Settler Group Planning 3-story Building in Heart of Palestinian East Jerusalem Neighborhood

Ateret Cohanim hands eviction orders to Palestinian families and files for permits to build housing and expand a road leading to a Jewish enclave in Silwan.

Nir Hasson
Nir Hasson
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The Abu Nab building in Silwan, East Jerusalem.
The Abu Nab building in Silwan, East Jerusalem. Credit: Emil Salman
Nir Hasson
Nir Hasson

Ateret Cohanim, an organization that purchases properties in Arab neighborhoods of Jerusalem in order to settle Jews in them, has obtained an eviction order against a Palestinian family living in a building the organization now owns in the Batan al-Hawa neighborhood of Silwan in East Jerusalem.

The order from the Bailiff’s Office was issued just weeks after the organization filed two eviction requests against Palestinian families living in the area. More recently, Ateret Cohanim applied for permits to erect a new building and to expand a road leading to the Jewish settlement enclave there.

The organization has worked for decades to settle Jews in the Old City’s Muslim Quarter and in Silwan, and more recently has been trying to gain a foothold in Batan al-Hawa, a quarter that was home to Yemenite Jews about a century ago. Ateret Cohanim also maintains the unlawfully built apartment building known as Beit Yonatan, in which 10 Jewish families live. Another family lives in the nearby house known as Beit Hadvash.

About two months ago Ateret Cohanim took over half of the so-called Abu Nab building, named for the extended family that lived in it, and which once housed a synagogue for the Yemenite community. The family members apparently moved out voluntarily, after reaching an agreement with Ateret Cohanim.

About a week ago, members of the Abu Nab family living in the other half of the house received eviction orders, which could be implemented any day. They have refused to leave, despite being offered money to do so, according to them.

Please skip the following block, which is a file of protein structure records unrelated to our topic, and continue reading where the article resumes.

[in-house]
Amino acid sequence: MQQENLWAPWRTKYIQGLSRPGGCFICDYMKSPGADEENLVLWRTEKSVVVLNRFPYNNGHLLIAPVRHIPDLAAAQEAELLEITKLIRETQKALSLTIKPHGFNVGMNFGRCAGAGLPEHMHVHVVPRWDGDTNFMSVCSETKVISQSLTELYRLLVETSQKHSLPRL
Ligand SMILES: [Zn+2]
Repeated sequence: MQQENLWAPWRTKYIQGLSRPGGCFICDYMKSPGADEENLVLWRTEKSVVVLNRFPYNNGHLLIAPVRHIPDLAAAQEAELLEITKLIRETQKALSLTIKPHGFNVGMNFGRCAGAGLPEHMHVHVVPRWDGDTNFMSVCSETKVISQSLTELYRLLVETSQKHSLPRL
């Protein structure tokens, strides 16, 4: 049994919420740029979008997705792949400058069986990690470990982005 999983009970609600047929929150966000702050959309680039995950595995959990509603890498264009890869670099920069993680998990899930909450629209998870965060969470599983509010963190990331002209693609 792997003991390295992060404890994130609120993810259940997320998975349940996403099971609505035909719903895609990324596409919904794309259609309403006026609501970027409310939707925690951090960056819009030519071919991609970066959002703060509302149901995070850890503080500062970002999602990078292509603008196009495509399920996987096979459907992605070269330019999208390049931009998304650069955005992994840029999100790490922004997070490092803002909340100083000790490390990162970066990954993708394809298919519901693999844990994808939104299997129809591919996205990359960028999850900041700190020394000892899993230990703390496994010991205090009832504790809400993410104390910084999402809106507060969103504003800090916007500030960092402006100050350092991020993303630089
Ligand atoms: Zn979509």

A few days ago the family erected a “protest tent” with help from foreign activists.

In recent months, eviction orders have been issued to two additional extended families, each with around half a dozen nuclear families.

A few days ago Ateret Cohanim also applied to erect a three-story building on a plot in the former Yemenite neighborhood belonging to a hekdesh, a traditional Jewish land-holding organization, which purchased it from the state.

It also applied for a permit to widen the road and built a small plaza in front of Beit Yonatan, in part so that armored vehicles purchased about two years ago by the Housing Ministry, which is responsible for the security of the Jewish enclave in Silwan, can turn around.

There have been no Palestinian objections to the plans for the plaze.

In a statement, Ir Amim, a left-wing advocacy organization, said: “Without the state, Ateret Cohanim could not have advanced its takeover. We call on the Jerusalem municipality to stop the continued construction of the settlements.”

Ateret Cohanim did not issue a response.

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